LONDON (Reuters) - The Financial Services Authority on Monday approved for the first time a “crowdfunding” website which allows members of the public to take a direct stake in small unlisted businesses.
Volatile markets, low interest rates and crimped bank lending have boosted the popularity of crowdfunding, which, according to Massolution, a firm specialising in the sector, raised 1.2 billion euros (1.0 billion pounds) globally in 2011.
Many such websites now offer members of the public small stakes in companies for investments of as little as 10 pounds, and both British and U.S. regulators have warned investors of the risks involved.
There is no Europe-wide regulation in place for crowdfunding websites and the United States is in the process of drafting rules that would govern the sector.
Crowdcube, which has raised 5 million pounds since launching two years ago and has more than 28,000 registered investors, is now regulated by the Financial Services Authority (FSA).
Prospective Crowdcube investors will have to complete a questionnaire to check they understand the risks involved, co-founder Luke Lang told Reuters, and deposits of up to 85,000 pounds will be reimbursed should Crowdcube collapse.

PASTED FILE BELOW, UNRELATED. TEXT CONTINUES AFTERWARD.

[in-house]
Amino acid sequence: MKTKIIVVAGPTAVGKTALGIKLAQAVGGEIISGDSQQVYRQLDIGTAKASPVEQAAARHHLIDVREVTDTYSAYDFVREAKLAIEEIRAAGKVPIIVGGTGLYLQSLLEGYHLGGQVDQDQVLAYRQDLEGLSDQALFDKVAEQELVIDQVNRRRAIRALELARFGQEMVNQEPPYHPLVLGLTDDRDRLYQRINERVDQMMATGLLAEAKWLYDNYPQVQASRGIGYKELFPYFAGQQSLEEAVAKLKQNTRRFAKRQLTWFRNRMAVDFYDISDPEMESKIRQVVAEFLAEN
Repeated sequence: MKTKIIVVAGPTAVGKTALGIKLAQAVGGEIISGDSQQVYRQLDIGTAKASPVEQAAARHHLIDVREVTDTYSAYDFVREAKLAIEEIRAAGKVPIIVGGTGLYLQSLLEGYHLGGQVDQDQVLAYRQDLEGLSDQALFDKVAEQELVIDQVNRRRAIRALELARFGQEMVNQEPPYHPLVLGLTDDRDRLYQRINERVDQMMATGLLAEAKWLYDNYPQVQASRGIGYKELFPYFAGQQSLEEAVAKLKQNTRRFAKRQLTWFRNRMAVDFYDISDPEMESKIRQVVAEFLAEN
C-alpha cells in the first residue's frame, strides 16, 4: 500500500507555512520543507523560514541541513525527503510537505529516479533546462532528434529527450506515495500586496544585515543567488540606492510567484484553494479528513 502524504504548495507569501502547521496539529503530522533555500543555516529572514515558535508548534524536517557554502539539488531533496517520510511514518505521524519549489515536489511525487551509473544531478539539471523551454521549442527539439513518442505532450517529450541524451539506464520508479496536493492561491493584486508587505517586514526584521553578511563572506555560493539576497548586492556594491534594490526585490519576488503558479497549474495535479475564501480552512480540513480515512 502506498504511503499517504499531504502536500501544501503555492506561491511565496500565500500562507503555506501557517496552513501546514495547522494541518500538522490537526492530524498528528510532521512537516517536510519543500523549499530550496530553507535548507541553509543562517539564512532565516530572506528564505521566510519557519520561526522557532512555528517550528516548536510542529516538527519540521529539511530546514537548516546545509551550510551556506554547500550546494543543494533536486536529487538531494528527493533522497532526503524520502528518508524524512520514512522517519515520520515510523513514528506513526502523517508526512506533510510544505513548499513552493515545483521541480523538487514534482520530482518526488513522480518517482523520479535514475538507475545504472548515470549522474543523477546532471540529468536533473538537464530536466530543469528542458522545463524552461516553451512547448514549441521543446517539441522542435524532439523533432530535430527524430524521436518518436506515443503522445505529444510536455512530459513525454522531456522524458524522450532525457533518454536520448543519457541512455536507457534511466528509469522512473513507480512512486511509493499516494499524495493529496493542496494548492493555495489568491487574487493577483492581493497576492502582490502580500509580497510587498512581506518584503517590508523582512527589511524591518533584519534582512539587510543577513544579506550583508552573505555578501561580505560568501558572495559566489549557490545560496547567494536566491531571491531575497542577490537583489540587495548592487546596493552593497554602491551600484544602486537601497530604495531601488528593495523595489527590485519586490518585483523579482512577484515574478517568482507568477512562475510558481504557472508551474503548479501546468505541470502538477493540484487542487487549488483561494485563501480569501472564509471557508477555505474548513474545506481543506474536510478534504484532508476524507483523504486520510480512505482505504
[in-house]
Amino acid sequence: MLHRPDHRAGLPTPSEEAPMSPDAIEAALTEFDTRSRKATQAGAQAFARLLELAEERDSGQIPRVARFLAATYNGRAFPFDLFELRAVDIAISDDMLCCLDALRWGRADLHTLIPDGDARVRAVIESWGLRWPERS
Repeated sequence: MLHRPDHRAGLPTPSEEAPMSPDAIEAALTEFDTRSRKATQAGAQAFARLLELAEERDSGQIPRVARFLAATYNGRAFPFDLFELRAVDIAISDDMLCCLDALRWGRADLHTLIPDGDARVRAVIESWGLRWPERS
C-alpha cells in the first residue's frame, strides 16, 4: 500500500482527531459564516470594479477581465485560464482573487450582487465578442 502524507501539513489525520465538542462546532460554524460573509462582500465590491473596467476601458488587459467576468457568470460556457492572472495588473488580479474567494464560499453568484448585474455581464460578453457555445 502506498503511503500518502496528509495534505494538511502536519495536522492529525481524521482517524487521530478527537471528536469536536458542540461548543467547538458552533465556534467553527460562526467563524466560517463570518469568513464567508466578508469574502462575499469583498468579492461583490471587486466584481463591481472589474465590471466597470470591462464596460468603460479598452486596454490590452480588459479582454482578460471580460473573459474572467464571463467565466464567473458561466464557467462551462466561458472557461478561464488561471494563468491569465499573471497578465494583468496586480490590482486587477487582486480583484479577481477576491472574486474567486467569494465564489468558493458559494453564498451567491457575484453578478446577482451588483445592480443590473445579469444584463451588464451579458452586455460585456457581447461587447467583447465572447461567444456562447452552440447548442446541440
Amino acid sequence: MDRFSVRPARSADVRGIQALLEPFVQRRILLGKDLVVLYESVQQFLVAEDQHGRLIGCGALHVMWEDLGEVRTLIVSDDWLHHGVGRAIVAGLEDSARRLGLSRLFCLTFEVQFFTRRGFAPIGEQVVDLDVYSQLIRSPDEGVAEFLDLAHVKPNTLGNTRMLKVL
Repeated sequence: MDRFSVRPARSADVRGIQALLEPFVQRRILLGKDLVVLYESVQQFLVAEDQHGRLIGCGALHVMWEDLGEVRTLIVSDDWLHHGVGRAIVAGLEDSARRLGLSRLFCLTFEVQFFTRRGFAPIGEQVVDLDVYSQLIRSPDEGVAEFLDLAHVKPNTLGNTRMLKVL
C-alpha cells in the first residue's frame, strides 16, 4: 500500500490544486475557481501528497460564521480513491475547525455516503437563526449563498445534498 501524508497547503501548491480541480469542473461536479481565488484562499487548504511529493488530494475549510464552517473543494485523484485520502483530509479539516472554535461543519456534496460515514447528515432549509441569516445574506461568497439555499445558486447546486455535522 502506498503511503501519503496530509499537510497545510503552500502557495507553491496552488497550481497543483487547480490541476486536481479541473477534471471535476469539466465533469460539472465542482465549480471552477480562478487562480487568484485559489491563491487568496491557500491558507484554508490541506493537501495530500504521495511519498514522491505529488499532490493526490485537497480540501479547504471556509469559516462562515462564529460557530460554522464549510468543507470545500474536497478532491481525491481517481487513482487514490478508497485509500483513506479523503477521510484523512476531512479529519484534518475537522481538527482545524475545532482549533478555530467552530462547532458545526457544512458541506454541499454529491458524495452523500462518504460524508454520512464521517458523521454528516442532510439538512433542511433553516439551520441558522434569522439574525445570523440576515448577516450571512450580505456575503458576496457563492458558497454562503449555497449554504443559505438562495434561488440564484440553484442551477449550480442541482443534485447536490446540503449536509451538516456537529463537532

“It gives us a lot of credibility and it gives investors confidence that the FSA have looked at our systems processes and resources and we have passed all of their tests,” Lang said.
The only other crowdfunding website to be authorised by the FSA, Seedrs, varies from the Crowdcube model. It holds shares in a company as a nominee and manages them on investors’ behalf.
Crowdfunding providers and peer-to-peer lenders, which help businesses and individuals borrow from companies and members of the public, have said rules tailored to suit more traditional markets were holding back development of a vital funding source.
The government said last year it would begin regulating peer-to-peer lenders from April 2014.
Reporting by Kylie MacLellan; Editing by Louise Ireland